Both former Massachusetts governor Mitt Romney and Texas congressman Ron Paul declined their invitations to the March 1 presidential debate in Atlanta, which led CNN to cancel the event entirely.
Despite CNN cancelling what would have been a major event for the state, Georgia continues to prepare for its upcoming primary on March 6.
Georgia’s primary is just one of ten state primaries and caucuses scheduled for what is called “Super Tuesday.” On a single day, Super Tuesday, seven states will have their primaries’ and three will host caucuses.
Of the ten participating states, Georgia has the largest number of delegates to be awarded to the winning candidate, with 76. To claim the presidential candidacy for the Republican Party, one of the remaining four candidates must secure the majority, at least 1144 of the 2286 delegates, before the National Convention in August. With the constant realigning of Republican frontrunners so far this election season, every delegate counts.
Though Mitt Romney is still largely considered the front runner, former Pennsylvania congressman Rick Santorum has experienced another surge in popularity among conservative voters.
Santorum could potentially appeal to evangelical voters, but many suggest that former Speaker of the House Newt Gingrich could successfully secure Georgia, which he represented for 20 years. Justin Massey, chairman of KSU’s College Republicans, said Gingrich’s candidacy could be revitalized after Super Tuesday.
“I expect Gingrich to surge again after Tuesday’s primaries,” said Massey.
However, others would not rule out Rep. Paul. Support for Paul has waned in recent polling but he has still managed to inspire an entire movement of college voters, unlike previous Republican candidates.
“Paul is exciting an entire generation of supporters,” said Hans Schulzke, a Cherokee County coordinator for Paul’s Georgia campaign and founding member of Young Americans for Liberty at KSU.
Young Americans for Liberty is a non-partisan issues based organization that has 250 chapters at colleges across the nation. Students at KSU have made two previous attempts to form a chapter on campus over the past two years. According to Schulzke, this most recent attempt will likely obtain its official registered student organization status in March, around the same time voters around the state will be taking to the polls for the primary.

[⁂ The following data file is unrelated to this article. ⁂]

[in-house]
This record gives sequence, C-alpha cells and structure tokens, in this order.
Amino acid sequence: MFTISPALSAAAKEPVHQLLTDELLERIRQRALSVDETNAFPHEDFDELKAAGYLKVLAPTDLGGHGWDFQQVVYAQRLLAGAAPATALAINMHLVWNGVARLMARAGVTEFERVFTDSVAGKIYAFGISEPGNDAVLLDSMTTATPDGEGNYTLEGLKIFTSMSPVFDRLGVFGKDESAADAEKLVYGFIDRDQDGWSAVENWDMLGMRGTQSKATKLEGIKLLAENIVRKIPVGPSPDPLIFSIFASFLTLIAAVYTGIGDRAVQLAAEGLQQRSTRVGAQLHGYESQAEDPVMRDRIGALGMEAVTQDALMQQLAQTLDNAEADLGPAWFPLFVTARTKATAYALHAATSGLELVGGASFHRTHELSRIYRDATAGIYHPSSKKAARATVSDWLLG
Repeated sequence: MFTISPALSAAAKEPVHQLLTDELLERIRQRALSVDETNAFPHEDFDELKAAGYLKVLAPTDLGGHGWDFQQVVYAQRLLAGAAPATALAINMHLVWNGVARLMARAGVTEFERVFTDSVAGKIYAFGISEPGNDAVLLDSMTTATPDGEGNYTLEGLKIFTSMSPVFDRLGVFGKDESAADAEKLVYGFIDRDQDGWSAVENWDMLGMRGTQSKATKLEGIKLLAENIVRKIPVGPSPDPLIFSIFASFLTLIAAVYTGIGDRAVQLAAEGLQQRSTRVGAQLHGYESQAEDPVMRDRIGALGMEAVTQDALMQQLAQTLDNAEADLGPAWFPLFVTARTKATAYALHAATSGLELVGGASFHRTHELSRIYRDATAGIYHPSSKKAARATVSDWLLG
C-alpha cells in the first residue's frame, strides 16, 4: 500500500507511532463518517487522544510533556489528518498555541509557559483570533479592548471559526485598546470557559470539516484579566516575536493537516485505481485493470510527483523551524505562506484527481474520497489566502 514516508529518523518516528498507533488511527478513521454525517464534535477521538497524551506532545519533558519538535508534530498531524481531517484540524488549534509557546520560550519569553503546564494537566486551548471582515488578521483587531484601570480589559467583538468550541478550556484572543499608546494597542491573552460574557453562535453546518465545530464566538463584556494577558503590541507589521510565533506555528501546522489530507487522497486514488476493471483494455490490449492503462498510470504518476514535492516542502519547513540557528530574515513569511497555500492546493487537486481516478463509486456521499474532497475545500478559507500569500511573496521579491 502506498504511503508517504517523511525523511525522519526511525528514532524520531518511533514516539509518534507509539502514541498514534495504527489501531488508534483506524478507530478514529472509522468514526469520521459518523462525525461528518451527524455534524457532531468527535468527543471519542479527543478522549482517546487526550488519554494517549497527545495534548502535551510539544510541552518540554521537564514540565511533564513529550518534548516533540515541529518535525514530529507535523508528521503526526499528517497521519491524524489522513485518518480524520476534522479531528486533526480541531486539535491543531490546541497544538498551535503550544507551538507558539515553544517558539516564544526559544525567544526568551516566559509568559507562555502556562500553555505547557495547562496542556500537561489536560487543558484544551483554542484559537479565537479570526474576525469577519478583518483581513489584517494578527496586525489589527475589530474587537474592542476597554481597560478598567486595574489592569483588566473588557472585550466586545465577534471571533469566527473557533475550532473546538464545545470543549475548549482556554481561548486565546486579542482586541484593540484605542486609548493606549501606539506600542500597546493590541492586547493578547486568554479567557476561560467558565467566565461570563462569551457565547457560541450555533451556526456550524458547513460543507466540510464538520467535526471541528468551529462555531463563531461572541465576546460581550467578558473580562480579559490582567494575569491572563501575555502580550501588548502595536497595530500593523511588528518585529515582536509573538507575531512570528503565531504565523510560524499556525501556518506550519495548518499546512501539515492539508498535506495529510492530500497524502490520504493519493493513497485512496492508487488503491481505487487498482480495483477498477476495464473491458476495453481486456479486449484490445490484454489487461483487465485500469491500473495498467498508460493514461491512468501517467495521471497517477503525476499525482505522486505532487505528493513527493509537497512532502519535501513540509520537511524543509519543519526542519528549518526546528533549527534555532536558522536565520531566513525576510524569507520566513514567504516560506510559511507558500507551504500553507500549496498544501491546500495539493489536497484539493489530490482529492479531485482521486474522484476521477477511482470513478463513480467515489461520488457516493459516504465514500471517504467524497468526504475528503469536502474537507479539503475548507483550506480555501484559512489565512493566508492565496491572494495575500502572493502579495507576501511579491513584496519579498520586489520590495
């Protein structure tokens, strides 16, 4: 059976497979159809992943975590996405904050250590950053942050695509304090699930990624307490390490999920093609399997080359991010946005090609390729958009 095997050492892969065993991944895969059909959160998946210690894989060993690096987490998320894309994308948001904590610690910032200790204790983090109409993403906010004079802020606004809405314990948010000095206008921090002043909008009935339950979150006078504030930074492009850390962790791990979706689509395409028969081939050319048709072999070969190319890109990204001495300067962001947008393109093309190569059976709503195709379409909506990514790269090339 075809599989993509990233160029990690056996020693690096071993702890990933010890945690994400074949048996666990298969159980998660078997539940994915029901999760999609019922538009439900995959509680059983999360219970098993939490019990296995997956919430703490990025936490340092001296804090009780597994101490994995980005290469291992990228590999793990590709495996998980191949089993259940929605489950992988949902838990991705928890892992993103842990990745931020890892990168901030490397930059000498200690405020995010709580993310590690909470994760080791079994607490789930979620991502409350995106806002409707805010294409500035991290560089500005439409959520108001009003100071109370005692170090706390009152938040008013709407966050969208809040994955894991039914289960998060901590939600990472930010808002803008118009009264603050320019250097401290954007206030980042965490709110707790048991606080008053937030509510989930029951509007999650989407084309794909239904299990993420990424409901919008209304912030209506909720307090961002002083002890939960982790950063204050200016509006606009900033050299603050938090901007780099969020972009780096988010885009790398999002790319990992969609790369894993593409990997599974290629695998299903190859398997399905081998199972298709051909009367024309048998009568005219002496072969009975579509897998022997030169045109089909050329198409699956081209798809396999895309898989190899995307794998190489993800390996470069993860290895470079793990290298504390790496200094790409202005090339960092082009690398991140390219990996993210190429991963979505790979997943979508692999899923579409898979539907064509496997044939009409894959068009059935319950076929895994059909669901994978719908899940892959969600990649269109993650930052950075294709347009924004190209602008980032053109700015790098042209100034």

Districts throughout the state ready polling areas to match the 963,541 Republican voters that participated in the 2008 Georgia Primary. When asked if he would be present for his district’s voting on Super Tuesday, Massey declined with a slight grin.
“Unfortunately, the primary is during Spring Break,” said Massey, “But, I am casting my vote on an early ballot.”
Regardless of students’ plans, both Massey and Schulzke urge young Georgia voters to take part in the voting process. Polling centers throughout Georgia will open the morning of Super Tuesday, March 6, and remain in operation well into the evening to accommodate voters’ schedules. If students cannot return to their specific districts to vote, early voting and absentee ballots are available. Contact your specific voting district for further information.
If students are interested in getting involved, both College Republicans and Young Americans for Liberty welcome new members. To contact College Republicans for further information, visit their website at ksucr.org or email the club at email@example.com. To contact Young Americans for Liberty, email the chapter at firstname.lastname@example.org.